Why can’t I stop …?

We all have our own preferences, our likes and dislikes, our habits. But in some cases these can be extreme and get in the way of how we would really like to live our lives. These, in a word, are addictions.

Addictions are often seen as things we can’t stop doing because, by their very nature, they are – quite simply – addictive. Alcohol, tobacco, excessive food and recreational drugs are some well-known examples. But we can also become addicted to patterns of behaviour. These can be just as, and sometimes more, inhibiting or destructive to us – physically, psychologically or both. These too may also contain an element of physical addiction, such as the adrenaline rush that might become associated with a particular type of behaviour.

When people come for counselling about addictions they are understandably looking primarily for a way of giving up these behaviours. Focused approaches to changing behaviour, such as the ‘twelve step’ programme used by Alcoholics Anonymous, are one way of tackling the issue. Distraction techniques and self-calming strategies might be other approaches for different types of addictive behaviour.

Such approaches have undoubted value, but leave unanswered the question of what caused the addiction in the first place. Of course, this might simply have been an opportunity that presented itself, or pressure to imitate the behaviour of people within a peer group. Following this, the addictive nature of the substance or behaviour may itself have taken over.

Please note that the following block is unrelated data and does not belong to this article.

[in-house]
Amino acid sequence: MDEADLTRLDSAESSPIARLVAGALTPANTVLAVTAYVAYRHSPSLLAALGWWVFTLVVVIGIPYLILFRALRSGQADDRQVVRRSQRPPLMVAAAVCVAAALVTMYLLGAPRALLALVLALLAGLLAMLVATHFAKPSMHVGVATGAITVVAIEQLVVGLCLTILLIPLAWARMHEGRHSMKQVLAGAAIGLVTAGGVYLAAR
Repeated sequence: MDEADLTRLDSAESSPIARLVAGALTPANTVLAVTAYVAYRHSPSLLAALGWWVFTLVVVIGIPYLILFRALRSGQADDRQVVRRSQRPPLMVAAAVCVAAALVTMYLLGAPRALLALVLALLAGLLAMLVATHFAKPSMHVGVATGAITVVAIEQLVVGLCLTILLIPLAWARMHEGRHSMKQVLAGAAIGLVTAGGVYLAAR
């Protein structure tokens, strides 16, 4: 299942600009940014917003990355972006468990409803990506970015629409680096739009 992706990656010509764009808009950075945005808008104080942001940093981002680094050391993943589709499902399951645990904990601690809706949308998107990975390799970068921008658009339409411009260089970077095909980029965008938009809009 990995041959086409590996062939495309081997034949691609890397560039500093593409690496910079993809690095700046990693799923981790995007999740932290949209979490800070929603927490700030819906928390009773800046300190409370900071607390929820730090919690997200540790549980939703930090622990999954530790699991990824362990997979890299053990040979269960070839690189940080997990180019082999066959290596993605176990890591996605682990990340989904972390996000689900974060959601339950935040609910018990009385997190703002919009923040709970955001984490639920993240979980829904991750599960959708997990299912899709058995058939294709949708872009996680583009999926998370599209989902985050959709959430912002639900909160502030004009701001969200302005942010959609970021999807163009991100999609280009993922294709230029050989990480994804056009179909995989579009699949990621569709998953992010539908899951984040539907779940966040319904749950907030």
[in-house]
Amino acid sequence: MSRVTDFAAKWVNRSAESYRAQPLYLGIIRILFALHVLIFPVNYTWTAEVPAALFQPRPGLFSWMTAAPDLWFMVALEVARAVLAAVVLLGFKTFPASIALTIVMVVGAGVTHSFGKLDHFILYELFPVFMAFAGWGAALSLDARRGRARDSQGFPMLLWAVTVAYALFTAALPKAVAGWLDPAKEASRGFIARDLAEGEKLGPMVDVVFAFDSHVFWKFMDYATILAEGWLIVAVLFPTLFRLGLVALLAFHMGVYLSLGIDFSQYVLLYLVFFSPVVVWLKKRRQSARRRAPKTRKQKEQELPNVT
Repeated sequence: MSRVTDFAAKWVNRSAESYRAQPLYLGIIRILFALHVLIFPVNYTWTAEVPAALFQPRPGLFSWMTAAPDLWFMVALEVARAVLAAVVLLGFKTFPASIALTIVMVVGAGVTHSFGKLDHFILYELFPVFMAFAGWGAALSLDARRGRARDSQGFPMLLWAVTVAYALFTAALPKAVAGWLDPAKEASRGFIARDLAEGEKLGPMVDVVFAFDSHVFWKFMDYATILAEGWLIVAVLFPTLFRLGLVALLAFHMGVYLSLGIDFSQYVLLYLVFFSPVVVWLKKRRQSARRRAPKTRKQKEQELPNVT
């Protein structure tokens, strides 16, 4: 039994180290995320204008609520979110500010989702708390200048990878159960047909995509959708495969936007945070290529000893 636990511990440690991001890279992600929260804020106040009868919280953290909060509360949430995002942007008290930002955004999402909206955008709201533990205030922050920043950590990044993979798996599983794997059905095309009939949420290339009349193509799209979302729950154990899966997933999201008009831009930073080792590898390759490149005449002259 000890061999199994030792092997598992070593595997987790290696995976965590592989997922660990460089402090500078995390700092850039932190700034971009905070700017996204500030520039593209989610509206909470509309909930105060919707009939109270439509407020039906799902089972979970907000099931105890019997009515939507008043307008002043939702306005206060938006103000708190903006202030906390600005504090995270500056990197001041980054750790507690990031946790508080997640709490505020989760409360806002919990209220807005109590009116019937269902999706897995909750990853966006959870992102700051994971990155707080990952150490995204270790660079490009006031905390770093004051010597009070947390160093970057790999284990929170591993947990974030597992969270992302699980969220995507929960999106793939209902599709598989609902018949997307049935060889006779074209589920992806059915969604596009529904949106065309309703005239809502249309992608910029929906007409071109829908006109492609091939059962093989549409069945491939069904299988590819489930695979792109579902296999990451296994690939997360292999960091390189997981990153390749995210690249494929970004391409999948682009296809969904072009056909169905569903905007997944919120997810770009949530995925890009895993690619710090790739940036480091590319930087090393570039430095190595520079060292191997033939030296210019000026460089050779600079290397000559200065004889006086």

But sometimes the addiction, once discovered, fills a place where something else is missing. In such cases the addiction can become a way of surviving and the thought of giving it up can feel threatening. It would leave the addict with nothing to sustain them. For example, people who habitually self-harm are unlikely to find it helpful to be told how destructive their behaviour is and that they should give it up. On the one hand this is stating the obvious, on the other it is telling the sufferer to let go of something that, at this point in their life, might be literally keeping them alive.

So in cases where there is no physical cause for the addiction the issue needs to be tackled at an emotional level as well. As MIND, the mental health charity, points out in its publication on eating problems*, this involves addressing the issues behind the behaviour as well as looking at changing the pattern of the behaviour itself. There is a range of possible underlying issues, such as anger, guilt, fear of failure, fear of intimacy or seeking protection. These are just some examples.

Dealing with addiction at an emotional level therefore involves discovering how the behaviour is related to patterns of thinking and feeling. This is also part of the work towards discovering and understanding the true person who is being masked by the behaviour that is burdening them.

*Understanding eating problems, MIND, 2011

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